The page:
By Monty Hagler
Like most parents, I think my children are smart. And funny, attractive and polite in a Lake Wobegon sort of way. They’ve certainly always done well in elementary and middle school. Now Julia is a freshman in high school. Reality is setting in.
Don’t get me wrong. Julia’s still smart and making above average grades. She’s just competing at a different level, and she’s finding out that what worked for her before isn’t going to get the job done now. This was made abundantly clear in our parent\teacher conferences at the end of the first quarter. In all of her classes – particularly the honors courses in English, biology and math – her work might best be described as “adequate.”
There’s a straight-forward solution for what’s needed — more effort and sharper focus. I’m surprised she has done as well as she has with study habits interwoven with Snapchats, FaceTime, Instagram, text messages and phone call interruptions at all hours of the day and night. Plus playing on the varsity tennis team (which did win the North Carolina state championship), running indoor track and being a world class sleeper.
I want Julia to be active, engaged and busy. But I also want her to understand that there are three components to being successful in school and in life. There is work; in the classroom and at the office. There is homework; specific assignments from school or work to complete at night, over the weekend or during breaks. And then there is studying; the ongoing learning of concepts, exploring new ideas, gaining perspective and absorbing information. Going to school and completing specific assignments after class are the table stakes. They have to be done. It’s the studying that sets you apart in school and in life.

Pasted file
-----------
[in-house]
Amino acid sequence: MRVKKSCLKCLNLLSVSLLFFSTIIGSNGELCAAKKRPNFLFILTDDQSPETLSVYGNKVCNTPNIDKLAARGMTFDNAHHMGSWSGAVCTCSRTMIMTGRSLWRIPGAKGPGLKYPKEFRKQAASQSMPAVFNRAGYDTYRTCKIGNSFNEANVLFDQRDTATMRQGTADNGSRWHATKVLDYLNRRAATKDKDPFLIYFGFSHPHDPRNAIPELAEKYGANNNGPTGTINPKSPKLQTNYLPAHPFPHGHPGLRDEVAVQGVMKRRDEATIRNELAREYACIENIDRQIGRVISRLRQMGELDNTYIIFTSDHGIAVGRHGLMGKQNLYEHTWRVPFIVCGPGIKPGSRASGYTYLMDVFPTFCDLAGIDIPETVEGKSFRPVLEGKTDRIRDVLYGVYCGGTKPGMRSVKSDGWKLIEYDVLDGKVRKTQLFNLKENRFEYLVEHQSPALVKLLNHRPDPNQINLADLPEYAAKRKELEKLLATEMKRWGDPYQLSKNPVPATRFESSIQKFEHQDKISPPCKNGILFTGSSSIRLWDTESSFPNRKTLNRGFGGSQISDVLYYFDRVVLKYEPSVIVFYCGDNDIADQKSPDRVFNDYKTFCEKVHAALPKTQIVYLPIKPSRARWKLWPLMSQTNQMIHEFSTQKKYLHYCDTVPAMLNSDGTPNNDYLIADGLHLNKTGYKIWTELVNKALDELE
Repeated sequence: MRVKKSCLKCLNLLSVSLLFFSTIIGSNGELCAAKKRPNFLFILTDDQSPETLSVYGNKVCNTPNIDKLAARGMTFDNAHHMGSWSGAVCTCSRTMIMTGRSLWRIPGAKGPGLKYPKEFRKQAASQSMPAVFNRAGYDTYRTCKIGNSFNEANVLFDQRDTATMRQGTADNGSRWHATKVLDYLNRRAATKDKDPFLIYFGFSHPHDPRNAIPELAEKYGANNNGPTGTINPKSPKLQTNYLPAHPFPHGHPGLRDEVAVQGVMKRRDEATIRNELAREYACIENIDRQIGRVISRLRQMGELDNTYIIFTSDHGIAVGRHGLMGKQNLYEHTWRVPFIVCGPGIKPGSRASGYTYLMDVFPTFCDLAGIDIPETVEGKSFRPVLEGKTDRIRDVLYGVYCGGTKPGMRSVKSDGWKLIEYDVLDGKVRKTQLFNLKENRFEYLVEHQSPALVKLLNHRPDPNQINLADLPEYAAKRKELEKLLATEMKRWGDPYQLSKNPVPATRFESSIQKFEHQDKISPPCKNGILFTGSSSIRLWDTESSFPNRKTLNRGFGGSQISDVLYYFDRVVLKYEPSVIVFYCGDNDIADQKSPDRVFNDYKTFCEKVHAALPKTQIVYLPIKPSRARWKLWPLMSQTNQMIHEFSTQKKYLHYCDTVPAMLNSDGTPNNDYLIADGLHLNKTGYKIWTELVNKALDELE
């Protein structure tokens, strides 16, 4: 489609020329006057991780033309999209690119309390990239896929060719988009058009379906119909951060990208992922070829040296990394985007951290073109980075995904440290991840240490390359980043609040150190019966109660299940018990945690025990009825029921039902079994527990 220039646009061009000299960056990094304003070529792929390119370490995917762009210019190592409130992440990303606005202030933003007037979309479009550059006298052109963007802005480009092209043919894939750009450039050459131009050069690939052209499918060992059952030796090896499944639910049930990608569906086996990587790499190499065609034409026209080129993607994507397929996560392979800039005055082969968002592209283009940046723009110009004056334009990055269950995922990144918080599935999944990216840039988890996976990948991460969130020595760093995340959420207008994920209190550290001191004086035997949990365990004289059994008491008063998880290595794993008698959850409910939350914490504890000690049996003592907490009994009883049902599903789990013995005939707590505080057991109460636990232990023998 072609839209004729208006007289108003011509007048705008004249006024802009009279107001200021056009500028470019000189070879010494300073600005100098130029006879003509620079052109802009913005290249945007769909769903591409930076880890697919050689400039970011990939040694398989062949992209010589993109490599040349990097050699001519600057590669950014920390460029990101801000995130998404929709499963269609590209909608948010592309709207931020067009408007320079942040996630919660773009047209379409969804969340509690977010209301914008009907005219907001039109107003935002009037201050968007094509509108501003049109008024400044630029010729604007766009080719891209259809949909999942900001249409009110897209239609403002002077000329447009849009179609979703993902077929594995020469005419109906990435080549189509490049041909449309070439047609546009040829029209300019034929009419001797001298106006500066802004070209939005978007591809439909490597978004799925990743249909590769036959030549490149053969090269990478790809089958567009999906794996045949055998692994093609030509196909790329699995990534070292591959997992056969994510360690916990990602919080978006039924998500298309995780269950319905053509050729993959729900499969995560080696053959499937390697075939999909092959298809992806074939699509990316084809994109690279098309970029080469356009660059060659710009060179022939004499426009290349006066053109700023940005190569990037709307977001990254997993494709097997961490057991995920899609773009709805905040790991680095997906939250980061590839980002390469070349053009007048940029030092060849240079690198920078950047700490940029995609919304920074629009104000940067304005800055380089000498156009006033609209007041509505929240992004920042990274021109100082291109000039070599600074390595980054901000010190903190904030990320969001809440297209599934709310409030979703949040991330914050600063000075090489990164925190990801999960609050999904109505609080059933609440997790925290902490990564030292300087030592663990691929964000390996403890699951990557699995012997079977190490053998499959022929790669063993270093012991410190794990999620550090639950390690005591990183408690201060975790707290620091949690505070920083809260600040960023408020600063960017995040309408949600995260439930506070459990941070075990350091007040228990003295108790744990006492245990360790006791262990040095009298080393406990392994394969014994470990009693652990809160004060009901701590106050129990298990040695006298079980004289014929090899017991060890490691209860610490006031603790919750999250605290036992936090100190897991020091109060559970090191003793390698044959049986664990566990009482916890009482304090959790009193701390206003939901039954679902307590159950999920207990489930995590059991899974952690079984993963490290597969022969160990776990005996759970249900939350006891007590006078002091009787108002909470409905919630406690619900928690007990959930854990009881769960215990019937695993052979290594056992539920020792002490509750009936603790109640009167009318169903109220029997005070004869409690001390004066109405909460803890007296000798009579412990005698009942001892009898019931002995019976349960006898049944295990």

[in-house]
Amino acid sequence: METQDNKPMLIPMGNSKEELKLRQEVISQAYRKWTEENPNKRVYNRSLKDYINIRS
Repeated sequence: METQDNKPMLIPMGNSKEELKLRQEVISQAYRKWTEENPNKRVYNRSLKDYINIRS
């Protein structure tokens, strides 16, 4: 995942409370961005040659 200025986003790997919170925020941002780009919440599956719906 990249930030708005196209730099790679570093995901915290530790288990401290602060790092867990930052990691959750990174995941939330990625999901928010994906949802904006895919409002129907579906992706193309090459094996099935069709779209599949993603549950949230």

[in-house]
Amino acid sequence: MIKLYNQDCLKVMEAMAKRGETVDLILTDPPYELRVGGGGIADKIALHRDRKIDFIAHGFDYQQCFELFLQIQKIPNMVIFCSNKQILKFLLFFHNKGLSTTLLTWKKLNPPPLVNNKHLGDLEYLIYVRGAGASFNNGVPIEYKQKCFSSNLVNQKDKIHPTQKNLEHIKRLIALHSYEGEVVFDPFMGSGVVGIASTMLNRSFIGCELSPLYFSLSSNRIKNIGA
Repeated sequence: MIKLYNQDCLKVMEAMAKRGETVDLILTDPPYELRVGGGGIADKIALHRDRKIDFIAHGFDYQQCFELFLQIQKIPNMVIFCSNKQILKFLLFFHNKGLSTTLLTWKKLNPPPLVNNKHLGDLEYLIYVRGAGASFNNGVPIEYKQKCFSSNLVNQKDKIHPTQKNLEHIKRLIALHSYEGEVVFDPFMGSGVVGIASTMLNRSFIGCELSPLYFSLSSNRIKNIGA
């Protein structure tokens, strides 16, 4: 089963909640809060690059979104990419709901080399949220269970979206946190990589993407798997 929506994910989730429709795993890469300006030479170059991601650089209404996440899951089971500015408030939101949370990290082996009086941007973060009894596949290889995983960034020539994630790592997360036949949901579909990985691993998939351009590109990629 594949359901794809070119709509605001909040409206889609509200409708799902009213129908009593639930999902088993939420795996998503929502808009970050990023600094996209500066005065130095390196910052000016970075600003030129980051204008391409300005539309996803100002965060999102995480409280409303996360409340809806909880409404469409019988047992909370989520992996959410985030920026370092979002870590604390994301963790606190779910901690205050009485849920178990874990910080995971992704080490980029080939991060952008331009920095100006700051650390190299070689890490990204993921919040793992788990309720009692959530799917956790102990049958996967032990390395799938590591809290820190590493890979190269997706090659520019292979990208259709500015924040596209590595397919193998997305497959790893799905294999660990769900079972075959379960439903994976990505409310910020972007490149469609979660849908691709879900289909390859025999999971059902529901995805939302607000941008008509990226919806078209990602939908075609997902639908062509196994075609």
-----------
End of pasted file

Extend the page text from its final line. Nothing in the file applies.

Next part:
This is not about grades. Lord knows, I was not an outstanding academic student. It is about effort. It is about cutting out distractions, focusing on what’s important and acknowledging that work and life are made up of thousands of small steps. And if you don’t learn to put in the effort and develop sound routines while you are young, they don’t suddenly come to you as an adult.
I need to reapply these lessons to my own life as well. More effort and sharper focus will benefit my agency, clients, outside interests and family. I have many things I want to achieve, and my excuses for not accomplishing them are as feeble as Julia’s reasons for not doing as well in school as we know she can. I often jokingly say “work harder, not smarter,” but the truth is you have to do both.
By Monty Hagler